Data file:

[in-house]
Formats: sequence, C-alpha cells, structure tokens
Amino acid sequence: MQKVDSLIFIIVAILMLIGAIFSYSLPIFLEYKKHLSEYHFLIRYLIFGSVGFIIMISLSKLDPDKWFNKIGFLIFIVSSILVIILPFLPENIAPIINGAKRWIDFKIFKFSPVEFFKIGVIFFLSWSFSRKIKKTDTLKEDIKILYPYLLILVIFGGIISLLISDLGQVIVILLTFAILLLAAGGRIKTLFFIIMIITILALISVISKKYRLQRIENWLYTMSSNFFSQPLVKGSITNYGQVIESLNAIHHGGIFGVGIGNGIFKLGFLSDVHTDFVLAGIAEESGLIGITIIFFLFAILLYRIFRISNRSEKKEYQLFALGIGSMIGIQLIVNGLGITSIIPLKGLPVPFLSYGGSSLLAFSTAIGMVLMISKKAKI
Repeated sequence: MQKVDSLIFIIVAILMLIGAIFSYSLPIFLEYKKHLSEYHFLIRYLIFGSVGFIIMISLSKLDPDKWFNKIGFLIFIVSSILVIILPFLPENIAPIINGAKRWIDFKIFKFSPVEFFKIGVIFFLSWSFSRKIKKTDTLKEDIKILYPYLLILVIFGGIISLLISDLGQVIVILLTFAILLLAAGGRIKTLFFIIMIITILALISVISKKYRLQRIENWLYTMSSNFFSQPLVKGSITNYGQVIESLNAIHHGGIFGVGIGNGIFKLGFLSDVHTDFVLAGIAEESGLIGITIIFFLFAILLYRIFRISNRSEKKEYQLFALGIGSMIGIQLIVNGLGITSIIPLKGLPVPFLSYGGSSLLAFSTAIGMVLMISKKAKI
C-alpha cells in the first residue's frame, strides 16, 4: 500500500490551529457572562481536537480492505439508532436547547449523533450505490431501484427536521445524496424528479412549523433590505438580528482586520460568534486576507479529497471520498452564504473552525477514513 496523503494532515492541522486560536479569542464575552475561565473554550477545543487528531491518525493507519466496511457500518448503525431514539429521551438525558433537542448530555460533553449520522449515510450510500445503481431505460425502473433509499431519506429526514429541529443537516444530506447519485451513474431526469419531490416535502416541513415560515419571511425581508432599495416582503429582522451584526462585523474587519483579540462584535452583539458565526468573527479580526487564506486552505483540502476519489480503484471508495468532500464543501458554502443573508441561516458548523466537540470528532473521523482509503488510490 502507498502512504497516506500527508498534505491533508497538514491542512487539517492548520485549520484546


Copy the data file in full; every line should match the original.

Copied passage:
[in-house]
Formats: sequence, C-alpha cells, structure tokens
Amino acid sequence: MQKVDSLIFIIVAILMLIGAIFSYSLPIFLEYKKHLSEYHFLIRYLIFGSVGFIIMISLSKLDPDKWFNKIGFLIFIVSSILVIILPFLPENIAPIINGAKRWIDFKIFKFSPVEFFKIGVIFFLSWSFSRKIKKTDTLKEDIKILYPYLLILVIFGGIISLLISDLGQVIVILLTFAILLLAAGGRIKTLFFIIMIITILALISVISKKYRLQRIENWLYTMSSNFFSQPLVKGSITNYGQVIESLNAIHHGGIFGVGIGNGIFKLGFLSDVHTDFVLAGIAEESGLIGITIIFFLFAILLYRIFRISNRSEKKEYQLFALGIGSMIGIQLIVNGLGITSIIPLKGLPVPFLSYGGSSLLAFSTAIGMVLMISKKAKI
Repeated sequence: MQKVDSLIFIIVAILMLIGAIFSYSLPIFLEYKKHLSEYHFLIRYLIFGSVGFIIMISLSKLDPDKWFNKIGFLIFIVSSILVIILPFLPENIAPIINGAKRWIDFKIFKFSPVEFFKIGVIFFLSWSFSRKIKKTDTLKEDIKILYPYLLILVIFGGIISLLISDLGQVIVILLTFAILLLAAGGRIKTLFFIIMIITILALISVISKKYRLQRIENWLYTMSSNFFSQPLVKGSITNYGQVIESLNAIHHGGIFGVGIGNGIFKLGFLSDVHTDFVLAGIAEESGLIGITIIFFLFAILLYRIFRISNRSEKKEYQLFALGIGSMIGIQLIVNGLGITSIIPLKGLPVPFLSYGGSSLLAFSTAIGMVLMISKKAKI
C-alpha cells in the first residue's frame, strides 16, 4: 500500500490551529457572562481536537480492505439508532436547547449523533450505490431501484427536521445524496424528479412549523433590505438580528482586520460568534486576507479529497471520498452564504473552525477514513 496523503494532515492541522486560536479569542464575552475561565473554550477545543487528531491518525493507519466496511457500518448503525431514539429521551438525558433537542448530555460533553449520522449515510450510500445503481431505460425502473433509499431519506429526514429541529443537516444530506447519485451513474431526469419531490416535502416541513415560515419571511425581508432599495416582503429582522451584526462585523474587519483579540462584535452583539458565526468573527479580526487564506486552505483540502476519489480503484471508495468532500464543501458554502443573508441561516458548523466537540470528532473521523482509503488510490 502507498502512504497516506500527508498534505491533508497538514491542512487539517492548520485549520484546